se Adding the Tannoy TS2.12 to my framework was clear. I moved the sub into the front right corner of the room and ran RCA-completed interconnects from it to the line level outcomes of either my Bryston BP-26 preamplifier or a Mark Levinson No.585 worked with intensifier. The inner edges of my Quad ESL-989 electrostatic speakers were 6' 8" segregated; the left speaker was 18" from its sidewall, the right speaker 18" from a natural divider unit; both were 5' 5" from the front divider.\ I involved various plans of rule speakers and intensifier for this survey. Following attempting several higher settings, I left the TS2.12's low-pass channel at 50Hz. At first I drove the Quads full-range with a Mark Levinson No.334 twofold mono speaker. A brief time frame later, I utilized the ML No.585 created, with its 80Hz, second-request, high-pass standard out channel set to 80Hz and the TS2.12's hybrid set to Bypass. This worked with the Quads from attempting to emulate the most inconceivable bass, permitting them to play more grounded without winding. I also separated the Quad-Tannoy structure with a few Revel Ultima Salon2s: dynamic, full-range, floorstanding speakers that produce exceptional bass, similar to that of a few little subwoofers I've disapproved. Before I turned on the TS2.12 or connected with the No.585's high-pass channel, I evaluated the Quad ESL-989s' full-range room reaction, utilizing Studio Six Digital's iTestMic and the RTA (constant analyzer) module of their AudioTools application to gauge the transfer speed of 25Hz–200kHz. For test tones, I played a general record, given by Revel's Kevin Voecks, of uncorrelated pink disturbance. The in-room rehash reaction evaluated 25Hz–20kHz, with room-mode tops at 80 and 40Hz. From 40 down to 25Hz, the Quads' reaction fell by 15dB (fig.1; the blue line is Audio Tools' discernible quality marker). I then, at that point, exchanged the TS2.12. At first I set the design volume so the Quads alone played the pink racket at a level that, at my listening seat, enlisted as 75dB on the SPL Meter module of the AudioTools application. Following to setting the TS2.12's low-pass channel to 50Hz, I changed its level control until the sub's result matched the Quads': 75dB at 100 and 40Hz, as shown by the AudioTools RTA module. I adjusted the sub's volume involving Stevie Nicks' voice in "Heavy slide," from Fleetwood Mac's Fleetwood Mac (CD, Reprise 46702-2), and tracked down that setting this handle to 7:45 o'clock killed any chesty colors from Nicks' voice, while holding the punch, drive, and clearness of John McVie's bass line.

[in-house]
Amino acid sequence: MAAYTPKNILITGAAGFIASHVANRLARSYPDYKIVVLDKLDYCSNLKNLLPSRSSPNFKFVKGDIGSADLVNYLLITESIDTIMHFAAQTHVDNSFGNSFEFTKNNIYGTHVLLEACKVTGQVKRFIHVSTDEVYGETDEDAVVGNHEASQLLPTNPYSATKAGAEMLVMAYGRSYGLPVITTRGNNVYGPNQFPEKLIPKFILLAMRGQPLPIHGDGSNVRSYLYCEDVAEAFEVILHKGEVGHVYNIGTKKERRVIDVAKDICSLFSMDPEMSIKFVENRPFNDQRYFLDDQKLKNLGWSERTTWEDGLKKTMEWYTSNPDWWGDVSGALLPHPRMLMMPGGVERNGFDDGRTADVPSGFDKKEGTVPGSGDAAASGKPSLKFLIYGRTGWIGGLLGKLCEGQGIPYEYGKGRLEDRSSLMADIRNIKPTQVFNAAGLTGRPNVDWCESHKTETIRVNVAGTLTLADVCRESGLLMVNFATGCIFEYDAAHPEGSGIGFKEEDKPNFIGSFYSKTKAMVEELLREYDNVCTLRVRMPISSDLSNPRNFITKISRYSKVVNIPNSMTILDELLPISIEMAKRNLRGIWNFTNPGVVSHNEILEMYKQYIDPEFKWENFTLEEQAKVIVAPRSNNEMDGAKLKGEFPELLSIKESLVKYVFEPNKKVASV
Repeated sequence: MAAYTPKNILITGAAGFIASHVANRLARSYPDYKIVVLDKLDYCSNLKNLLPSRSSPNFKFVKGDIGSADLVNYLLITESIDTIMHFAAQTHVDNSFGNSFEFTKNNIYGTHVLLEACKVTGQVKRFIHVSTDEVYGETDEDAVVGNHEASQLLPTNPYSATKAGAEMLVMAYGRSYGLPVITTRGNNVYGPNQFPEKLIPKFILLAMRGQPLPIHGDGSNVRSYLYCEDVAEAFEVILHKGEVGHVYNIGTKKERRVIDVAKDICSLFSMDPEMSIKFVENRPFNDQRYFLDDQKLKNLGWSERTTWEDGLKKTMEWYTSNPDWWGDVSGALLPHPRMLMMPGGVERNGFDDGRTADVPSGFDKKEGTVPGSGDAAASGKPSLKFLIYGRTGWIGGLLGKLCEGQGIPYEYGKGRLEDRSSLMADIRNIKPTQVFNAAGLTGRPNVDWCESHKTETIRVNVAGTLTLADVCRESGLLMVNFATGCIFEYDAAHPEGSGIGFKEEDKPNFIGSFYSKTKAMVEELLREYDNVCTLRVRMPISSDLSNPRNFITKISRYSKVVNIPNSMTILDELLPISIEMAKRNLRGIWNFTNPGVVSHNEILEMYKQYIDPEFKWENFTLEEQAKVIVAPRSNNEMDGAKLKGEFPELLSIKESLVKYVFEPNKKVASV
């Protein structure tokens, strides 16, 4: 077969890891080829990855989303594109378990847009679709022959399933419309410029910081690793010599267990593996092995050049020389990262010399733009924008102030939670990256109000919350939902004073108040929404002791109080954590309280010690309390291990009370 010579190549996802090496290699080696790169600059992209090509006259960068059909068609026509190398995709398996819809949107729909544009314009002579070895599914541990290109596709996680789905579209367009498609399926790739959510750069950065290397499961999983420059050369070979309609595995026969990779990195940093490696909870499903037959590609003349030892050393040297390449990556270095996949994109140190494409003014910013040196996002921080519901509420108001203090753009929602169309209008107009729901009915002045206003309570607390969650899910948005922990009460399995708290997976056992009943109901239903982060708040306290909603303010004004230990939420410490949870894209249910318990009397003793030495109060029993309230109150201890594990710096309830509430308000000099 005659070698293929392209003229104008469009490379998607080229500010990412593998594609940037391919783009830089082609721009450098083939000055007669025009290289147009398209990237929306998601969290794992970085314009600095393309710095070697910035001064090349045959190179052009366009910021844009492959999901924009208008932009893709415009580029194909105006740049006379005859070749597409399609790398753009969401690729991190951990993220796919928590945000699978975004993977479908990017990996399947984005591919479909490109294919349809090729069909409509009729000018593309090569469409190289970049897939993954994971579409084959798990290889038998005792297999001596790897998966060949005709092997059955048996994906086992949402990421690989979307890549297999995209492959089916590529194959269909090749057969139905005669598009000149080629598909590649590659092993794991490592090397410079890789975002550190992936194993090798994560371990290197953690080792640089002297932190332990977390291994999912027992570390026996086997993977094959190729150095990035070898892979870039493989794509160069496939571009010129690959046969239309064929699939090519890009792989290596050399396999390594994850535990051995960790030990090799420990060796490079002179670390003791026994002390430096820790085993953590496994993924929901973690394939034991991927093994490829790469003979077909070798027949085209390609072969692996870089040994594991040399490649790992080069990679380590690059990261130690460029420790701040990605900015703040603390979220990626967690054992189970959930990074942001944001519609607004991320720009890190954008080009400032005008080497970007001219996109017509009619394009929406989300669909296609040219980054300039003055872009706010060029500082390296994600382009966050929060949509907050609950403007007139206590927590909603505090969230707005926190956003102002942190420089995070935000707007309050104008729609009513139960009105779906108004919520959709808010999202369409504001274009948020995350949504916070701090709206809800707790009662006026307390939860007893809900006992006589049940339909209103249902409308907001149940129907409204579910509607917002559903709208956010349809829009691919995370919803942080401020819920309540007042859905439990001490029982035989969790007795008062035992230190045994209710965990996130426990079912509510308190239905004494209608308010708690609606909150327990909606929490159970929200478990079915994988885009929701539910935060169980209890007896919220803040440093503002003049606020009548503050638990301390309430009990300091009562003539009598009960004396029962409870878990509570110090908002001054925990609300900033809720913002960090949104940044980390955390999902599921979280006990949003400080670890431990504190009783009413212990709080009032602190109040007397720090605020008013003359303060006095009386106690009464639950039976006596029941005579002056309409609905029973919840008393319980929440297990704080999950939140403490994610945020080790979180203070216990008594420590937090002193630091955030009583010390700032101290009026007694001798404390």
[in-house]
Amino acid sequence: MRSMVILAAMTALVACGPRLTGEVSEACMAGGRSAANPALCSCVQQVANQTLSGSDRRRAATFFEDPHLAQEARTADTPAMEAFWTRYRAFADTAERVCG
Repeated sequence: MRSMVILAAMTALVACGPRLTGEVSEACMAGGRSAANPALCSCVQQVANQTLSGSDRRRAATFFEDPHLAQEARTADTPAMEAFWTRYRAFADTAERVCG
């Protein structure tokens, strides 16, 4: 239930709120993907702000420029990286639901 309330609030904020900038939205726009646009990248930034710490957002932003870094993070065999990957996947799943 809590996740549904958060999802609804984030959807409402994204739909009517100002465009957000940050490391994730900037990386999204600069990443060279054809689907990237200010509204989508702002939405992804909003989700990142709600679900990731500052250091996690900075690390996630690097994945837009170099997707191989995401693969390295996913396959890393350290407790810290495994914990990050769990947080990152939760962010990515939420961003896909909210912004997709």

With the TS2.12 now integrated into my system, I repeated the room-response RTA measurements. Fig.2 shows a flatter response between 40 and 60Hz and slightly higher output at 31.5Hz, just over the blue "Audibility Limit" line superimposed by Audio Tools on the RTA graph.

With both the Tannoy and Quads dynamic, I played the least recurrence tones of the Chromatic Scale track on Editor's Choice (CD, Stereophile STPH016-2). I heard every one of the tones obviously, as I did the 40 and 32Hz tones from the Bass Decade Warble Tones track on that plate. Likewise from the last option track, the 31.5Hz tone played delicately without multiplying; the 25Hz tone was imperceptible. Tuning in Everything that done, I plunked down to pay attention to the Tannoy and Quads. Right away, the profound bass reaction, drive, and elements of the Revel Ultima Salon2 amplifiers extraordinarily surpassed what the Quad-Tannoy combo could deliver. So I went ahead despite any potential risks and corrected the TS2.12's result by ear, utilizing a wide scope of accounts, vocal and in any case. I utilized John Atkinson's computerized recording (24-digit/88.2kHz AIFF) of the Toccata of Widor's Organ Symphony 5, performed by Jonas Nordwall at Portland's First United Methodist Church, to change the Tannoy's result to deliver room lock—ie, when the subwoofer and room cooperate to make a feeling of non-directional strain when notes in the most reduced octaves are played. I managed the volume back a touch so the sound of Michael Arnopol's twofold bass, which opens "Too expensive for me," from Patricia Barber's Café Blue (CD, Premonition 90760-1), was thick and strong, not overfull or swelled. This required resetting the Tannoy's result control, hustling back to my seat to tune in, and afterward rehashing the strategy. Later a few rounds, I'd expanded the TS2.12's volume control from 7:45 to 9 o'clock